Many of us at some point or another have called a small child “pumpkin.” Sweet little thing you just want to eat up. My father was someone who enjoyed taking liberties with language, and he developed his own kind of Arabic/English comedian-language that needed no translation to make sense to everyone in our family. I honestly don’t know if it’s commonly used or if Dad coined it himself when he started calling his children “coosa.” Sweet summer squash you just want to eat up.

He was a Lebanese father through and through, which meant that his children were his children no matter their age. This fact, along with my petite stature, caused me in my early 20s to work extra hard to be regarded as a Professional Woman rather than the playful girl that resided under my thin veil of suits and heels. But in a moment, in a flash, my father could pull back the curtain and reveal that I was not the Wizard of Oz, but really his little girl.

I was working my first real job out of graduate school for an association in Lansing, Michigan. I sat in a front office with several offices open to one another. We could all hear each other’s conversations. One sunny morning my dad came through the front door for a meeting he had in the building, peeked his head around the corner to find me at my desk, and boomed “HOW’S MY COOSA?!”

I cringed at the thought of my colleagues seeing me as my father’s little girl rather than as ‘The Director of Communications.’

But the look on his face, and that he expressed his love so freely—that’s the kind of memory that you pull out of your back pocket like a well-worn St. Jude prayer card, a solace in desperate times.

Now we always ask the delicious little children in the family: “Are you a coosa?!” And they laugh and smile, and know exactly what we mean.

Coosa Mehshee, or Stuffed Summer Squash
The meat and rice stuffing mixture for this recipe is a standard stuffing that is also used for cabbage rolls and grape leaf rolls. I like to use ground beef for this dish, but you can also use ground lamb. If you have the patience to let the coosa rest, after its been cooked, for a day in the refrigerator before eating it, you’ll find the flavors develop wonderfully.

12-18 coosa, small zucchini, and/or yellow squash, washed and cored
½ lb. ground chuck or lamb
½ cup medium grain rice, rinsed
½ t. salt
¼ t. freshly ground black pepper
½ t. cinnamon
1 28 oz. can tomato puree or tomato sauce
6 large cloves garlic, peeled and halved (green sprout removed)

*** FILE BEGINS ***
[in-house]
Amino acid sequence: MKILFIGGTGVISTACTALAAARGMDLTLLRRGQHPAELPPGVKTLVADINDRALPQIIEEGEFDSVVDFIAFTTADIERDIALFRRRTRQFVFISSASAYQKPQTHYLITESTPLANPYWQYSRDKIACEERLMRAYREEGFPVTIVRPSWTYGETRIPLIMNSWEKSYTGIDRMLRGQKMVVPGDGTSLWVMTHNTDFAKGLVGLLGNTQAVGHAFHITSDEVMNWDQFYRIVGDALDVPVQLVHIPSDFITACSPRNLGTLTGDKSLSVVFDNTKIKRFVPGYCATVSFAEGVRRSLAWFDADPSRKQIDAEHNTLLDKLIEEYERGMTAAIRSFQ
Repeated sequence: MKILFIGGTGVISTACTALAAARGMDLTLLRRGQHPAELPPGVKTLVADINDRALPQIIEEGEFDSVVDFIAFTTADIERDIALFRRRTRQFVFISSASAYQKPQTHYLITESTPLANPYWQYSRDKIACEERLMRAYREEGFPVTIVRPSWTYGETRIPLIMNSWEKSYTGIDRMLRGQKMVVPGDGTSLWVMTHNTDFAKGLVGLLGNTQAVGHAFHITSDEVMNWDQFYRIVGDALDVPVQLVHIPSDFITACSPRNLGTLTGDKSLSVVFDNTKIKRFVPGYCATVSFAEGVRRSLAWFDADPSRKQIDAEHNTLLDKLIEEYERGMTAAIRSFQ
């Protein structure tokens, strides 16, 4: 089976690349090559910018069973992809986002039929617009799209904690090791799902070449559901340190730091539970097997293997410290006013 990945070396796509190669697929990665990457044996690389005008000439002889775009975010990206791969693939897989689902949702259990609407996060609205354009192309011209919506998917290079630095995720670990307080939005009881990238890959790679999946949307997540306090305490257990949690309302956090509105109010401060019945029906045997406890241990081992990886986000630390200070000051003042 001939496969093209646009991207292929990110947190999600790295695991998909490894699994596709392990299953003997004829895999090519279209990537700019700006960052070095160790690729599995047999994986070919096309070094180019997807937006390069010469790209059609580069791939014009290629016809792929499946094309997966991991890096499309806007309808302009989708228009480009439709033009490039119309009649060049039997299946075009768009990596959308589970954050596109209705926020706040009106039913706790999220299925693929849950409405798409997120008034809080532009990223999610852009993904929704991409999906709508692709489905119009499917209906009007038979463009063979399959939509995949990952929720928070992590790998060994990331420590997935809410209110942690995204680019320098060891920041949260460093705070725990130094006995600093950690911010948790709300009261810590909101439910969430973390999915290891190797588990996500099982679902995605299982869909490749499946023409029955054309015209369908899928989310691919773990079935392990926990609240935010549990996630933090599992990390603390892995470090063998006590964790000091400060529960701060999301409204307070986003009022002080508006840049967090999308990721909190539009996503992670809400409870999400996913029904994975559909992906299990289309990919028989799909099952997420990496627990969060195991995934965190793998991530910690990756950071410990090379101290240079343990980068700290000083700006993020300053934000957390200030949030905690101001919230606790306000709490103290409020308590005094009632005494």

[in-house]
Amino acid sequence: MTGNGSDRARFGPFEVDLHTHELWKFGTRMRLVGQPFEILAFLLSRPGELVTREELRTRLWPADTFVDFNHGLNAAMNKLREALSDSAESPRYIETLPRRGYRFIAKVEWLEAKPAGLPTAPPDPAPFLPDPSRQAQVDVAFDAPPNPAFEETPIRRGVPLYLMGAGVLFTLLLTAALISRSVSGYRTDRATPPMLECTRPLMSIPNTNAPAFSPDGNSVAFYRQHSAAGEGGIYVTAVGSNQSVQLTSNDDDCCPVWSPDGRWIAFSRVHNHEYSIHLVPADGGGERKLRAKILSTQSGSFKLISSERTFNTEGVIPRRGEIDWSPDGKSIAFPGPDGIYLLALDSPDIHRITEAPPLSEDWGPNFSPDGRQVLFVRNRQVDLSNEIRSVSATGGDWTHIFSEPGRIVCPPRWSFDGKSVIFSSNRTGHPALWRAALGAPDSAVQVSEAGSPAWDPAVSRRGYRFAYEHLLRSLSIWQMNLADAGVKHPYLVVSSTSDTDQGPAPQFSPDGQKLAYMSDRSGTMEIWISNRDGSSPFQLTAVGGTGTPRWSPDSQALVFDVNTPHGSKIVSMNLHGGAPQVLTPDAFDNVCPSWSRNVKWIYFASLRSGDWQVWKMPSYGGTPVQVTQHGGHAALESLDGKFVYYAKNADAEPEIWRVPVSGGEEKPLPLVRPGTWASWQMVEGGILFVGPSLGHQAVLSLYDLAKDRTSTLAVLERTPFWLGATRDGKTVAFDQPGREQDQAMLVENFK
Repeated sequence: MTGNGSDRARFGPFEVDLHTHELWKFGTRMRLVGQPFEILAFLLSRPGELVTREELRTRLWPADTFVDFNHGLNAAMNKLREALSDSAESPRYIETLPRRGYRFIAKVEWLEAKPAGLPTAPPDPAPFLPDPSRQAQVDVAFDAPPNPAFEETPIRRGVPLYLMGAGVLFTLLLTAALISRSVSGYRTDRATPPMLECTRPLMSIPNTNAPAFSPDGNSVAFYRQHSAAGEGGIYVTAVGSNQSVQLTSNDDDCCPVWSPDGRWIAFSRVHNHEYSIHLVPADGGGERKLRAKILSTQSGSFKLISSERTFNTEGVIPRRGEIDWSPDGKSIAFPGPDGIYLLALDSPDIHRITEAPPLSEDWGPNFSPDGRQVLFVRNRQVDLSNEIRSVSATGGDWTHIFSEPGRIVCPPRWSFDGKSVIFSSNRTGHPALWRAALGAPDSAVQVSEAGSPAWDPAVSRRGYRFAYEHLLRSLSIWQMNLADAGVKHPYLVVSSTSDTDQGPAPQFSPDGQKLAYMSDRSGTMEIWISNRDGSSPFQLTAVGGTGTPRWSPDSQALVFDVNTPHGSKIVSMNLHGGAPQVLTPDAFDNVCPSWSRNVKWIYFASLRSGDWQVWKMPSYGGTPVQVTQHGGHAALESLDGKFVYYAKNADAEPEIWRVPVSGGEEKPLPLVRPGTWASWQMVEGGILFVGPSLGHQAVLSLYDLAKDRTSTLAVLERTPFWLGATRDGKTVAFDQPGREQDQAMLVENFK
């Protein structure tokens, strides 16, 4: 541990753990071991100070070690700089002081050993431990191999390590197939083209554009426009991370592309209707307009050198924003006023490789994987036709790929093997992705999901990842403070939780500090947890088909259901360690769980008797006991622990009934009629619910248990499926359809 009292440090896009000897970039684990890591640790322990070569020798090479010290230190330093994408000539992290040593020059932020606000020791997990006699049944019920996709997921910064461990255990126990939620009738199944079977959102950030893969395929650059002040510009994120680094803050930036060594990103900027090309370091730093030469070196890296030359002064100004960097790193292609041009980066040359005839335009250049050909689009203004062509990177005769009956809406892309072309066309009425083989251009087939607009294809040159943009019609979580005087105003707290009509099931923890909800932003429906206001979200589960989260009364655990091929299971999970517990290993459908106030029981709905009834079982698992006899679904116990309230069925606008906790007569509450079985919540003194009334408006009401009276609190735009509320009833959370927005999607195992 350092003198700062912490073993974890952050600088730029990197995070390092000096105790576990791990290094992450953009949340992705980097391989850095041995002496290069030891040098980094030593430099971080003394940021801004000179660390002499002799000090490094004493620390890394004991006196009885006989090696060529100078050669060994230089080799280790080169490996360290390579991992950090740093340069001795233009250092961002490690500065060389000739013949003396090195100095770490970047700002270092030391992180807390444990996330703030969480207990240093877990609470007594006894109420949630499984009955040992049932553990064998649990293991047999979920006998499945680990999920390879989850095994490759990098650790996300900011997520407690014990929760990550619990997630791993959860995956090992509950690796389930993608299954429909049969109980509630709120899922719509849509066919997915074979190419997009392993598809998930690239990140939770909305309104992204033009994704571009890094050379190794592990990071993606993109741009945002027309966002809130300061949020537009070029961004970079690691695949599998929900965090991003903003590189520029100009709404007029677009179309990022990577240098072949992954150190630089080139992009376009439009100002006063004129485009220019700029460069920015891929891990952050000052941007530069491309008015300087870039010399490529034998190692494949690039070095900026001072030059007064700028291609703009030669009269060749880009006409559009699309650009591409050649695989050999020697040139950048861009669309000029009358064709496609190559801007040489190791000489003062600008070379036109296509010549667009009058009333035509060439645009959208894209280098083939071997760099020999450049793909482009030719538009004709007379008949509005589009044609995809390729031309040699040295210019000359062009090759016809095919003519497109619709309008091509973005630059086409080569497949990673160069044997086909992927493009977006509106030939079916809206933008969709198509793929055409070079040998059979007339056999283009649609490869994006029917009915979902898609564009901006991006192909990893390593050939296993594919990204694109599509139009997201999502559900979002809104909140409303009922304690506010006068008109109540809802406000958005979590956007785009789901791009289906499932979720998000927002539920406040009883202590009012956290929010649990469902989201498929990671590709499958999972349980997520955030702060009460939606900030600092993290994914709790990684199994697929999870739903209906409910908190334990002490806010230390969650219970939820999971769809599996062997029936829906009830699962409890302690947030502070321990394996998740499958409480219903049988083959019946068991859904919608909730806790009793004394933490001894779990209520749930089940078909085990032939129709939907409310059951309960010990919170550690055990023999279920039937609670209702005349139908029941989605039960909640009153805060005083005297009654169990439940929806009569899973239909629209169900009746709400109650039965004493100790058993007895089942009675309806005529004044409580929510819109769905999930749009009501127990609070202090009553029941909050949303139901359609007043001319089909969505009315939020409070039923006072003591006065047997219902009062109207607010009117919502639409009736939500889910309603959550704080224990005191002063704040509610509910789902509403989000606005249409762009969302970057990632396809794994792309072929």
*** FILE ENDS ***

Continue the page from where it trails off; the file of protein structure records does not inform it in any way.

Use your clean hands (come on, it feels nice) to combine the meat, rice, salt, pepper and cinnamon. If you are my mother, you will taste the meat raw without a thought of eating raw beef that you didn’t grind yourself, then adjust the seasoning. Or you could do as we learned in culinary school and cook off a sample, a temoine (you never forget those terms you missed on the final exam. That’s one of them, and I am afraid my French may be off even now) in a small frying pan. Or you can just trust my measurements above and go with it.

Loosely fill each coosa with the stuffing. Loosely is the key word here, because the rice does not like to be crowded. It needs room to expand, so fill only about ¾ of the coosa with stuffing, and don’t pack it in. You may have leftover stuffing that you can form into meatballs to be cooked with the coosa.

In a bowl, season the tomato puree or sauce with ½ teaspoon salt and pepper. Place the coosa (stuffed end up but tilted so that you don’t need as much liquid to cover them) in a tall pot with the garlic cloves interspersed and the meatballs on top. Pour the tomato puree over all. Pour water over that until the coosa and meatballs are just covered (some can stick out a bit above the liquid). Cover the pot and bring the liquid to a boil over medium heat. Reduce the heat and simmer until the squash is tender and the meat is cooked through, about 50 minutes.

Remove the coosa to a serving bowl and taste the sauce. Adjust seasoning, adding salt and pepper as needed.

Serve the coosa in individual bowls or on plates with the sauce spooned over it. You can also make a cut down one side of the coosa with the side of a spoon and ladle the sauce over that, to whet the whistle of the stuffing. Top with labneh (thickened yogurt) and eat with thin pita bread or Lebanese flatbread.

Find a PDF of this recipe here.

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